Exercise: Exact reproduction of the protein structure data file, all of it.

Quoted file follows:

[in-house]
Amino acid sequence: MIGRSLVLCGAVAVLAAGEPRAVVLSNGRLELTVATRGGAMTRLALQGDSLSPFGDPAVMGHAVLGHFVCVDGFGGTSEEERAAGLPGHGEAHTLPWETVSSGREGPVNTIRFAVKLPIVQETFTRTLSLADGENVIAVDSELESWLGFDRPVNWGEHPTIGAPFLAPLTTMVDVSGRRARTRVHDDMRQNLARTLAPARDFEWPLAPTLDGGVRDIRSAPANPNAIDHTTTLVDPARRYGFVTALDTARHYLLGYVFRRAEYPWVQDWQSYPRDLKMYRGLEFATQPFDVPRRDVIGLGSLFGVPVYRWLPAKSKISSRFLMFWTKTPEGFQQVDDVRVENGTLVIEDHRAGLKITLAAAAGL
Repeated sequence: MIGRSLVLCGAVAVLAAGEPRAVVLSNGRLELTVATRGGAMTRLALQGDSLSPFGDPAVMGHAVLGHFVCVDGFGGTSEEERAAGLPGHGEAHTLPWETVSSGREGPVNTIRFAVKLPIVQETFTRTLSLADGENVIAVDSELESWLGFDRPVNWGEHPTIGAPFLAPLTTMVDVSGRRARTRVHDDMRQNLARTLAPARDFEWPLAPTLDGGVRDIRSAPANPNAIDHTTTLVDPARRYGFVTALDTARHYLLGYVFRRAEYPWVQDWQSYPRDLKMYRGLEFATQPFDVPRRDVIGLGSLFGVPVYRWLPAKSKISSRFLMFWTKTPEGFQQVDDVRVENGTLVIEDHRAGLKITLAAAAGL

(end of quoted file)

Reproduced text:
[in-house]
Amino acid sequence: MIGRSLVLCGAVAVLAAGEPRAVVLSNGRLELTVATRGGAMTRLALQGDSLSPFGDPAVMGHAVLGHFVCVDGFGGTSEEERAAGLPGHGEAHTLPWETVSSGREGPVNTIRFAVKLPIVQETFTRTLSLADGENVIAVDSELESWLGFDRPVNWGEHPTIGAPFLAPLTTMVDVSGRRARTRVHDDMRQNLARTLAPARDFEWPLAPTLDGGVRDIRSAPANPNAIDHTTTLVDPARRYGFVTALDTARHYLLGYVFRRAEYPWVQDWQSYPRDLKMYRGLEFATQPFDVPRRDVIGLGSLFGVPVYRWLPAKSKISSRFLMFWTKTPEGFQQVDDVRVENGTLVIEDHRAGLKITLAAAAGL
Repeated sequence: MIGRSLVLCGAVAVLAAGEPRAVVLSNGRLELTVATRGGAMTRLALQGDSLSPFGDPAVMGHAVLGHFVCVDGFGGTSEEERAAGLPGHGEAHTLPWETVSSGREGPVNTIRFAVKLPIVQETFTRTLSLADGENVIAVDSELESWLGFDRPVNWGEHPTIGAPFLAPLTTMVDVSGRRARTRVHDDMRQNLARTLAPARDFEWPLAPTLDGGVRDIRSAPANPNAIDHTTTLVDPARRYGFVTALDTARHYLLGYVFRRAEYPWVQDWQSYPRDLKMYRGLEFATQPFDVPRRDVIGLGSLFGVPVYRWLPAKSKISSRFLMFWTKTPEGFQQVDDVRVENGTLVIEDHRAGLKITLAAAAGL